Dollar Rises Versus Euro


The dollar rose to the highest level in five weeks against the euro on speculation the Federal Reserve may stop reducing borrowing costs as the U.S. economy shows signs of resilience.

The currency increased versus the Swiss franc and Swedish krona a day after the Fed cut by a quarter-percentage point to 2 percent and said previous decreases were ``substantial.'' The pound increased to the highest in more than a month against the euro as the Bank of England said the worst of the credit crisis in the U.K. may be over.

The dollar rose 1 percent to $1.5474 against the euro at 8:49 a.m. in New York, from $1.5622 yesterday. It touched $1.5466, the strongest since March 25. The dollar was little changed at 103.98 yen, compared with 103.91 yesterday. The euro fell 0.9 percent to 160.90 yen, from 162.29.

Futures on the Chicago Board of Trade show a 74 percent chance policy makers will keep the fed funds rate unchanged when they next meet June 25. The balance of bets is for a quarter- point cut. The ECB has kept its benchmark rate at a six-year high of 4 percent since June to curb inflation.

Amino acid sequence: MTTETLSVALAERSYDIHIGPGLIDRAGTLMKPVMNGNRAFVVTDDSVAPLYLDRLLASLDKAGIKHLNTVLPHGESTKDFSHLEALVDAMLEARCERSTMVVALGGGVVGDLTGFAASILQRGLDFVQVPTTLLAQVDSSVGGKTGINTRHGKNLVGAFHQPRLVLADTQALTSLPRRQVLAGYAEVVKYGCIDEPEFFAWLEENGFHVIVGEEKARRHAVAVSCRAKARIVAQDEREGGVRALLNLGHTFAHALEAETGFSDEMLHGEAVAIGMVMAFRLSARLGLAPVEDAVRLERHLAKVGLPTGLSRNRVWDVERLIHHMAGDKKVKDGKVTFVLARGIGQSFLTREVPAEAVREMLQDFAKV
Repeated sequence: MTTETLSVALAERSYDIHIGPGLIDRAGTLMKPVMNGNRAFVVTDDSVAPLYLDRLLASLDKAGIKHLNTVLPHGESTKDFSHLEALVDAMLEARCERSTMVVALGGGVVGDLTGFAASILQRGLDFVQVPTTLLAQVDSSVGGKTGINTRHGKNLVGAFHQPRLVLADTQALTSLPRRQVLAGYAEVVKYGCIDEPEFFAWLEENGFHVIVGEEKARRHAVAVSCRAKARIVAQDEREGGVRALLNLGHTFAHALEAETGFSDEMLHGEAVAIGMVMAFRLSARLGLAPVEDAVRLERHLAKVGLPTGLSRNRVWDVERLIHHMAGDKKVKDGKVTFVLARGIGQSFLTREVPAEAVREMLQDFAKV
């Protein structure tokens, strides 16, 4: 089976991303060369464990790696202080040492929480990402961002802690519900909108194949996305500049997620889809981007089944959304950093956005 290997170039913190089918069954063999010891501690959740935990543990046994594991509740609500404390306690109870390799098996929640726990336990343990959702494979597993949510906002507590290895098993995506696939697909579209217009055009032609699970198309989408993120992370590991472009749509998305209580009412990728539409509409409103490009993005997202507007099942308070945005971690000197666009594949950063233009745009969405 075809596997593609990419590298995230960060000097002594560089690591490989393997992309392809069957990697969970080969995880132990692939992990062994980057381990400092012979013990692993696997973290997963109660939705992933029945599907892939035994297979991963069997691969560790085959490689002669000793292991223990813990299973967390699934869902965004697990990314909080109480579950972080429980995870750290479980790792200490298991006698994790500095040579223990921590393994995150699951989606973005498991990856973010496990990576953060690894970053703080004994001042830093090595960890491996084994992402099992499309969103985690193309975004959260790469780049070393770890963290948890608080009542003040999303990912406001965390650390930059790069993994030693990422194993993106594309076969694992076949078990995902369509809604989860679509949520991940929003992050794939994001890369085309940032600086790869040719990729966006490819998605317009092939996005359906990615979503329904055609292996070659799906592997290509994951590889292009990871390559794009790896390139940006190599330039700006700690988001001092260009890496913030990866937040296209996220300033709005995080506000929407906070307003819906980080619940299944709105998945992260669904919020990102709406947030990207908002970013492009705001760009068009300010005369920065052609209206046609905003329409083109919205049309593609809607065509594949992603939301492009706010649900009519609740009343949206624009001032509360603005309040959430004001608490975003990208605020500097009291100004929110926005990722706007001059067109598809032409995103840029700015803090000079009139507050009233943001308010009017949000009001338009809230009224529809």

The U.S. currency increased 1.1 percent against the euro in April on speculation the Fed will stop cutting borrowing costs and European economic growth is starting to slow. The dollar touched $1.6019 per euro on April 22, the lowest level since the 15-nation currency's launch in 1999.

In a sign of increased demand for dollar-denominated assets, the difference in yield, or spread, between two-year German bunds and comparable-maturity U.S. Treasuries has narrowed to 1.46 percentage points from a record high of 1.85 points at the end of March.

The dollar rose against the euro today as investors moved into long-dollar positions, said Neil Jones, head of European hedge-fund sales at Mizuho Capital Markets in London. A long position is a bet the price of an asset will rise.

U.S. consumer spending rose in March, reflecting an increase in prices that is eroding Americans' buying power. The greater-than-forecast 0.4 percent rise in spending followed a 0.1 percent increase the prior month, the Commerce Department said today in Washington. The Fed's preferred measure of inflation rose more than anticipated.


TradingEconomics.com, Bloomberg
5/1/2008 6:15:26 AM